Mit Gaz, Danke

Mixing Tools

A French company, HarmonicSculptor, was showing off an all-analogue device which they claim can control the distribution of harmonics in an audio signal without introducing any new harmonics. Doing this would be the sort of thing worthy of a Nobel prize because it would require a pretty dramatic revolution in signal processing theory, so I am a little bit skeptical about the device. Well, actually a lot skeptical. But if it does do what they it would be the most exciting thing in years.

DSpecialists from Berlin were showing the Isostem device, an upmixing unit intended for broadcast applications that silently converts stereo mixes into surround signals. They didn't have any way of auditioning the unit, and I have been suspicious of the whole idea of upmixing ever since the era of LPs "electronically rechanneled for stereo playback" but it may be worth some investigation.


Tiegler Audio Manufaktur in Berlin was showing off a multi-band tube compressor that looked quite interesting and well-constructed. This is typical of the small European companies making high quality gear that never get seen in the US market. They actually have a large line of tube audio processing products and companies like this is the reason why I like going to the European show.

Another German company called Zahl was showing their IM1 "insert master" unit. This is a device that fits into a two slot API 500-Series rack that allows routing and mixing of a stereo input signal through an external processor either as L and R signals or as M-S sum and difference signals. This is both a very handy tool to have if you are constructing a console out of 500-series modules (as many people today do) or if you are recording with a digital workstation and not using a full-size console. It is a convenient way to get many of the features of big console routing in a small package.

If on the other hand you'd rather do your mixing digitally, Lawo was showing off a line of digital mixing consoles for the broadcast production market. Lawo is an old German concern that has been making consoles for many years and was one of the first in the nineties to have successfully made the jump into the digital mixing world.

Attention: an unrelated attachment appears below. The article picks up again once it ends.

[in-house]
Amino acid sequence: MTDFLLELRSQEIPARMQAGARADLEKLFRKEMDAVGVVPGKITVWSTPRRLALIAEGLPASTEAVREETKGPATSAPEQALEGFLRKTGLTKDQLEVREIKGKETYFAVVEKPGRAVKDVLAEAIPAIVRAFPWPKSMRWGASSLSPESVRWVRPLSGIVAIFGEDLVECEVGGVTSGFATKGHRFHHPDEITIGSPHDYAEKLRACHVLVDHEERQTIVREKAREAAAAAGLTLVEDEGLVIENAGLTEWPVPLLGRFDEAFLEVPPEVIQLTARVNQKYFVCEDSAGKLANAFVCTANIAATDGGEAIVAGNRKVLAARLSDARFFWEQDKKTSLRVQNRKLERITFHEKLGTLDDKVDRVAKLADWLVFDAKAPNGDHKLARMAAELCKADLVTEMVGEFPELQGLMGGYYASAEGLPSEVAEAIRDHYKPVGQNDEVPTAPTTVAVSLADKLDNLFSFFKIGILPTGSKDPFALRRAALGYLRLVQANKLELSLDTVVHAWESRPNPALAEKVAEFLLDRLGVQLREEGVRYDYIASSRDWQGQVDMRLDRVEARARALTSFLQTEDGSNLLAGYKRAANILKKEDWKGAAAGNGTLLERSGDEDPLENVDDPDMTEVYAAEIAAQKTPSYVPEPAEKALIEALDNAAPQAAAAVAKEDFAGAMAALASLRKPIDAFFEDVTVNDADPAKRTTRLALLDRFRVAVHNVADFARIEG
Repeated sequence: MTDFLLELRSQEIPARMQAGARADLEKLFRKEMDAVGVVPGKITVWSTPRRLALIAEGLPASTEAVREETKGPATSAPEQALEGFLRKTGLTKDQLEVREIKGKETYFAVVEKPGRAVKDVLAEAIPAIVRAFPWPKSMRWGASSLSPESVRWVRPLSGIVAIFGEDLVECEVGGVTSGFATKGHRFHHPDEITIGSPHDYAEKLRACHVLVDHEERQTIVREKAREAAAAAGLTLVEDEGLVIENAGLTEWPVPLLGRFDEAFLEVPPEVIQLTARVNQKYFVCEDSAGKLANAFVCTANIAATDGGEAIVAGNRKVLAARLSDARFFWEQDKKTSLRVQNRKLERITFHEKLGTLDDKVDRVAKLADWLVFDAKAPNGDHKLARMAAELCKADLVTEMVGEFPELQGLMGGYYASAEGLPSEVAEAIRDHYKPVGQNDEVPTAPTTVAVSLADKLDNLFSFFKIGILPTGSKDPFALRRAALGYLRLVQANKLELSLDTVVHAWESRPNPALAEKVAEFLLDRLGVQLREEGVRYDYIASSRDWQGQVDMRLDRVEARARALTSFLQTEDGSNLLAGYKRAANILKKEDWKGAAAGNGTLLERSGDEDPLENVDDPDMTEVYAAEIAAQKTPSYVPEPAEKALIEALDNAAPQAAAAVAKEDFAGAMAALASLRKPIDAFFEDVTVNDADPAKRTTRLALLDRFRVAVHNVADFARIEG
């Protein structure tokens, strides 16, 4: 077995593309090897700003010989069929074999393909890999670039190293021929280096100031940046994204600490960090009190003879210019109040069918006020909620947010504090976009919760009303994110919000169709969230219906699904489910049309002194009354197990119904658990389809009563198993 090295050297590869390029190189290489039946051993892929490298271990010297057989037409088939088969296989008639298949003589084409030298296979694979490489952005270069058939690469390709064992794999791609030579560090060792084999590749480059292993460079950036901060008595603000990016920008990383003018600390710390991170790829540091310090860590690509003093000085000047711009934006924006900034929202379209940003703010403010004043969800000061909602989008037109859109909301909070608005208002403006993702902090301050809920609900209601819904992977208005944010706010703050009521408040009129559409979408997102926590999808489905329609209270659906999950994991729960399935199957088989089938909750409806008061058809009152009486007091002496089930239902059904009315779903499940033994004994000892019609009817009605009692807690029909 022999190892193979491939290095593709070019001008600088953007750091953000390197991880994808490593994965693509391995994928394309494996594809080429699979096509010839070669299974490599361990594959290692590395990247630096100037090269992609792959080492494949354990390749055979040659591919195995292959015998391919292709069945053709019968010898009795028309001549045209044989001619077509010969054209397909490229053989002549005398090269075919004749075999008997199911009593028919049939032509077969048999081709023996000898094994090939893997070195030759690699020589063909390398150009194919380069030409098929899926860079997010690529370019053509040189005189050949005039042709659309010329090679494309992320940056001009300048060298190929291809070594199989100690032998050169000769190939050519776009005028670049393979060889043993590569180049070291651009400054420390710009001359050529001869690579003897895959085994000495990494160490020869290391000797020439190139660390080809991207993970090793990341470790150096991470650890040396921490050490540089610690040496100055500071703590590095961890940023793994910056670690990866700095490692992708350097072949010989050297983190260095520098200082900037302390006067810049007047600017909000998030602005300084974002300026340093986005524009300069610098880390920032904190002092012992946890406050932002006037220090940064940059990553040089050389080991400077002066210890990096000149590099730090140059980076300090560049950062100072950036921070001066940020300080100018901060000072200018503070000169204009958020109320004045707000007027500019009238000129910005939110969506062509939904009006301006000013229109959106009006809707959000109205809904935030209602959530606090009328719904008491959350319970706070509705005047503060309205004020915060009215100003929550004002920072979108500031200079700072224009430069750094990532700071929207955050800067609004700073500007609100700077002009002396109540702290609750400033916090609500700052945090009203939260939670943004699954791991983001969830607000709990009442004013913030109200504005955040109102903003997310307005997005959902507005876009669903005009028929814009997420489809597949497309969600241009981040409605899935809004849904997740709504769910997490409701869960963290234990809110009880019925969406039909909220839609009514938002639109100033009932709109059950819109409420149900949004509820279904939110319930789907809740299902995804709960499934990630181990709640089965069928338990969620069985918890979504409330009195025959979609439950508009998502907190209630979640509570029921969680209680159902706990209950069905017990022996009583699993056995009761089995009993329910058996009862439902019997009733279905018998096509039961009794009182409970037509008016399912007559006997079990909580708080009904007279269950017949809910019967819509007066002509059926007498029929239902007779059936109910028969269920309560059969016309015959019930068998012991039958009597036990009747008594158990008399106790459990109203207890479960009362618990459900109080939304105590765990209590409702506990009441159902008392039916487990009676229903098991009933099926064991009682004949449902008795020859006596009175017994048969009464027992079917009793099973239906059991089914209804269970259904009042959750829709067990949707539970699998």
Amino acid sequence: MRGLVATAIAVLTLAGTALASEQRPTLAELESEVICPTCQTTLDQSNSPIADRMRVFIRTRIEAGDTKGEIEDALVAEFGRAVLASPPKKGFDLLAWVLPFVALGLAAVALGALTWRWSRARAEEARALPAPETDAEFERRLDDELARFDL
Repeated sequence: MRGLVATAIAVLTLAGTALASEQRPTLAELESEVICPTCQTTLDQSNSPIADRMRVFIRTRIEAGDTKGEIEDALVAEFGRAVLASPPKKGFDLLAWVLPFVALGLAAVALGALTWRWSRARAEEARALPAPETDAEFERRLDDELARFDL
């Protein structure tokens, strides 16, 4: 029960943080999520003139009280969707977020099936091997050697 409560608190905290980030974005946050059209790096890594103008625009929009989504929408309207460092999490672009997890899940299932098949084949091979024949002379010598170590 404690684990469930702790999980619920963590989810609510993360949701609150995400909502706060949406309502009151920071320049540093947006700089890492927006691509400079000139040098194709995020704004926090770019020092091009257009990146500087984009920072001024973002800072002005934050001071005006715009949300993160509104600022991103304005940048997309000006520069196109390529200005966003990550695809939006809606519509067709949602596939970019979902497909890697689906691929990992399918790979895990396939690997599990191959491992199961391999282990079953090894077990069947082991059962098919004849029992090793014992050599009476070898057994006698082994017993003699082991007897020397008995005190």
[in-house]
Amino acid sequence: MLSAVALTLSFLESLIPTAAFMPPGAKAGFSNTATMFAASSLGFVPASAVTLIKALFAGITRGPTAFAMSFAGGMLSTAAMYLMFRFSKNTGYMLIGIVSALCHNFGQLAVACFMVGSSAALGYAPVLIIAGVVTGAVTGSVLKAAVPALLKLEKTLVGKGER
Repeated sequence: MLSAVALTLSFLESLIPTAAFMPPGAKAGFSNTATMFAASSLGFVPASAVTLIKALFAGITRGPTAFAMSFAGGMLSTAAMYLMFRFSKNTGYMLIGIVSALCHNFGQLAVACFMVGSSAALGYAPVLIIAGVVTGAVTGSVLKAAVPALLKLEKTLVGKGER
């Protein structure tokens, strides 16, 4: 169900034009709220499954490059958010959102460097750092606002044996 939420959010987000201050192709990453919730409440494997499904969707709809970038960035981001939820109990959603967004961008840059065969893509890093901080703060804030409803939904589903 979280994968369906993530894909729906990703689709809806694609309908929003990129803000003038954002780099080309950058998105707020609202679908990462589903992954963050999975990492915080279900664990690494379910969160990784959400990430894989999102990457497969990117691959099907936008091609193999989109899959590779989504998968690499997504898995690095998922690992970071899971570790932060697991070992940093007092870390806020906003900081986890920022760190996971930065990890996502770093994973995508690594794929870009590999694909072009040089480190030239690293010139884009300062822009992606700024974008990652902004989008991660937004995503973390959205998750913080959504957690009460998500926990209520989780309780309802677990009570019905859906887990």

Pyramix Hardware

Another digital mixing and recording system, the Pyramix from Merging Technologies was also at the show, as was their Hapi digital interface and Luxor media server. This is more of a DAW system, but it's a DAW system intended for sound quality rather than flashy stuff.  And it's the only DAW system supporting DSD mastering.

Digital Signal Processing

The paper "Source Separation in Action: De-mixing the Beatles at the Hollywood Bowl" by James Clarke at Abbey Road had a slightly misleading title. Mr. Clarke employed neural network methods being developed for blind source separation and de-mixing, but he used them in an attempt to separate out the audience noise from a Beatles recording that was awash in it. The method is interesting and employs non-negative matrix factorization models. Engineering Brief 307.

Modelling an analogue device in the digital world often involves first creating a continuous model of a linear analogue system as a set of differential equations and then finding a way to calculate the state out in discrete steps in the digital world. This is easy to do if you have a lot of time, or it's very hard to do if you don't. In "Joint parameter optimization of differentiated discretization schemes for audio circuits," Francois Germain and Kurt James Werner demonstrated a new method that allows a fairly simple discrete model to be optimized to match the frequency response of the original continuous model. Preprint 9751.

Felix Eichas, Etienne Gerat, and Udo Zolzer from the Helmut Schmidt University in Hamburg took a different approach. They had a generalized model, then took measurements of a physical compressor and dynamically tweaked the model parameters to match the behaviour of the real-world system. In "Virtual Analog Modeling of Dynamic Range Compression Systems" they describe the method. Preprint 9752.